Direct marketing is a channel free approach to distribution and/or marketing communications. So a company may have a strategy of dealing with its customers ‘direct ly,’ for example banks (such as CityBank) or computer manufacturers (such as Dell). There are no channel intermediaries i.e. distributors, retailers or wholesalers. Therefore – ‘direct’ in the sense that the deal is done directly between the manufacturer and the customer.
As mentioned above, ‘direct’ also in the sense that marketing communications are targeted at consumers by the manufacturers. For example, a brand that uses channels of distribution would target marketing communications at wholesalers/distributors, retailers, and consumers, or a blend of all three. On the other hand, a direct marketing company could focus upon communicating directly with its customers. Direct marketing and direct mail are often confused – although direct mail is a direct marketing tool.
There are a number of direct marketing media other than direct mail. These include (and are by no means limited to):
Inserts in newspapers and magazines. Customer care lines.
TV and radio adverts with free phone numbers or per-minute-charging. …and finally – and most importantly – The Internet and New Media.
The Internet and New Media (e.g. mobile phones or PDA’s) are perfect for direct marketing. Consumers have never had so many sources of supply, and suppliers have never had access to so many markets. There is even room for niche marketers – for example Scottish salmon could ordered online, packed and chilled, and sent to customers in any part of the world by courier.
Many companies use direct marketing, and a current example of its use, as part of a business model, is the way in which it is used by low-cost airlines. There is no intermediary or agent, customers book tickets directly with the airlines over The Internet. Airlines capture data that can be used for marketing research or a loyalty scheme. Information can be processed quickly, and then categorised into complex relational databases.
Then, for example, special offers or new flights destinations can be communicated directly to customers using e-mail campaigns. Data is not only collected on markets and segments, but also on individuals and their individual buyer behaviour. Companies such as Amazon are wholesalers of books (i.e. they do not write or publish them) – so they use Customer Relationship Management and marketing communications targeted directly at individual customers – which is another, slightly different example of direct marketing.
Direct marketing is a sometimes controversial sales method by which advertisers approach potential customers directly with products or services. The most common forms of direct marketing are telephone sales, solicited or unsolicited emails, catalogs, leaflets, brochures and coupons. Successful direct marketing also involves compiling and maintaining a large database of personal information about potential customers and clients. These databases are often sold or shared with other direct marketing companies.
For many companies or service providers with a specific market, the traditional forms of advertising (radio, newspapers, television, etc.) may not be the best use of their promotional budgets. For example, a company which sells a hair loss prevention product would have to find a radio station whose format appealed to older male listeners who might be experiencing this problem. There would be no guarantee that this group would be listening to that particular station at the exact time the company’s ads were broadcast.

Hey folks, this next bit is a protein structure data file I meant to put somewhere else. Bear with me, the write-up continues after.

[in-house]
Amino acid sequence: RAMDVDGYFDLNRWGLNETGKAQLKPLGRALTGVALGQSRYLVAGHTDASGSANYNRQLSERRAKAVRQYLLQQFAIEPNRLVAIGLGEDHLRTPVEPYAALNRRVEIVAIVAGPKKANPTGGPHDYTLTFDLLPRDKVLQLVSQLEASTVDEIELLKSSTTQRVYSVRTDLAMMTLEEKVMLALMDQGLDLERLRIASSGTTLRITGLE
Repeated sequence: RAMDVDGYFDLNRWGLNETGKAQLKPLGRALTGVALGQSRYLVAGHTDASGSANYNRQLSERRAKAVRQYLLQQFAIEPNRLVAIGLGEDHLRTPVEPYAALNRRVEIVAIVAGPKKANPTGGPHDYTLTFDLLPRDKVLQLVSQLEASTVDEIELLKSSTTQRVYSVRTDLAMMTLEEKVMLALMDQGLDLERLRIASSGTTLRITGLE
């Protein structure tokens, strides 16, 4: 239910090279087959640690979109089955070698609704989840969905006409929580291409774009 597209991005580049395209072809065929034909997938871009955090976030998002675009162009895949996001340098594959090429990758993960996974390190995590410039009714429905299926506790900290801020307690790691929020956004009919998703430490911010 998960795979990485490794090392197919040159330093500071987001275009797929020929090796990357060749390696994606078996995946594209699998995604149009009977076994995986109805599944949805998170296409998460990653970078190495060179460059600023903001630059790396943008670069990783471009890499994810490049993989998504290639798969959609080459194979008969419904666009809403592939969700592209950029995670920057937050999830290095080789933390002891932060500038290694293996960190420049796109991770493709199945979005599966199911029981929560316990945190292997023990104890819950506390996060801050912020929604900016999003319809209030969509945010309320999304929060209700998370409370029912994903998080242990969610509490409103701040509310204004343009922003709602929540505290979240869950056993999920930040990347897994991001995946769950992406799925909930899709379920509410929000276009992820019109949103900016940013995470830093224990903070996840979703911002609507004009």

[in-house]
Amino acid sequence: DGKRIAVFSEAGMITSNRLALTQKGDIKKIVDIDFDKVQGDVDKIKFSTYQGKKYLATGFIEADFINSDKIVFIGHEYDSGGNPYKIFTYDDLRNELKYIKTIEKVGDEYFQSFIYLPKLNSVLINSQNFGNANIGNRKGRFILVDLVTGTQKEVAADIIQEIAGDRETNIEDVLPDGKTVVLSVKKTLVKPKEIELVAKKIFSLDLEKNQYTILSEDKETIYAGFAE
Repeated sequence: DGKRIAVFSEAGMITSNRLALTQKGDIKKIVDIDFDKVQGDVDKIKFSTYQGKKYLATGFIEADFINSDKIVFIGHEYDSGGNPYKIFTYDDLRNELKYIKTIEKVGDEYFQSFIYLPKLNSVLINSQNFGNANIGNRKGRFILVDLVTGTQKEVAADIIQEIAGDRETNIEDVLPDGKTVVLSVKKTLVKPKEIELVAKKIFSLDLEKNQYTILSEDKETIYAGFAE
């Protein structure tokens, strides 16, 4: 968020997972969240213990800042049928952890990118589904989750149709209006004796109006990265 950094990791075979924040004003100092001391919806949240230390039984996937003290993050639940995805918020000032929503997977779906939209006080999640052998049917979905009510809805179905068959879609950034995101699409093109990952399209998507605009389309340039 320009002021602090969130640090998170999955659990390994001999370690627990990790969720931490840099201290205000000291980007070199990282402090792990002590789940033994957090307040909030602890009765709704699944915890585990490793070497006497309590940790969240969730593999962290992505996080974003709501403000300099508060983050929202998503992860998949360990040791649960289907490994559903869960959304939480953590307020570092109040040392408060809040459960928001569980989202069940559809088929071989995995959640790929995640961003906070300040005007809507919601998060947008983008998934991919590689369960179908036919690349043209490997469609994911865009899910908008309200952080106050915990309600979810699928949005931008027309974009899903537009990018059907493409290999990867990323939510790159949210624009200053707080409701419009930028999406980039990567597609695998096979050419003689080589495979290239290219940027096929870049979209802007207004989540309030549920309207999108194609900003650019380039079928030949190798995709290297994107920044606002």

Money spent on a radio spot (or television commercial or newspaper ad) may or may not reach the type of consumer who would be interested in a hair restoring product.
This is where direct marketing becomes very appealing. Instead of investing in a scattershot means of advertising, companies with a specific type of potential customer can send out literature directly to a list of pre-screened individuals.
Direct marketing firms may also keep email addresses of those who match a certain age group or income level or special interest. Manufacturers of a new dog shampoo might benefit from having the phone numbers and mailing addresses of pet store owners or dog show participants. Direct marketing works best when the recipients accept the fact that their personal information might be used for this purpose. Some customers prefer to receive targeted catalogs which offer more variety than a general mailing.
Direct marketing does have some negative aspects, however. Many people are unaware of how the personal information they include on an order form or survey may be used for targeted advertising later. One prevailing philosophy in direct mailing circles is the idea that if a customer orders a swimsuit from a clothing catalog, he or she might naturally be interested in swimming pool supplies or exercise equipment as well. This could lead to direct marketing over load, as potential customers and clients become overwhelmed with catalogs, unsolicited emails and unwanted phone calls. There is also the concern that personal information collected by legitimate direct marketing agencies could be purchased by unscrupulous or shady companies for the express purpose of fraud. Many direct marketing companies belong to self-policing associations which actively discourage fraudulent or invasive use of their databases. Legitimate direct marketing firms should also offer methods by which individuals can ‘opt out’ of these lists by request. Direct marketing agencies must respect the do-not-call list maintained by government agencies. Customers also have the right to unsubscribe to unsolicited catalogs and to block bulk emails from their in-boxes. Direct marketing can be a very cost-effective sales tool for specialized companies, as long as it is used properly and sparingly.
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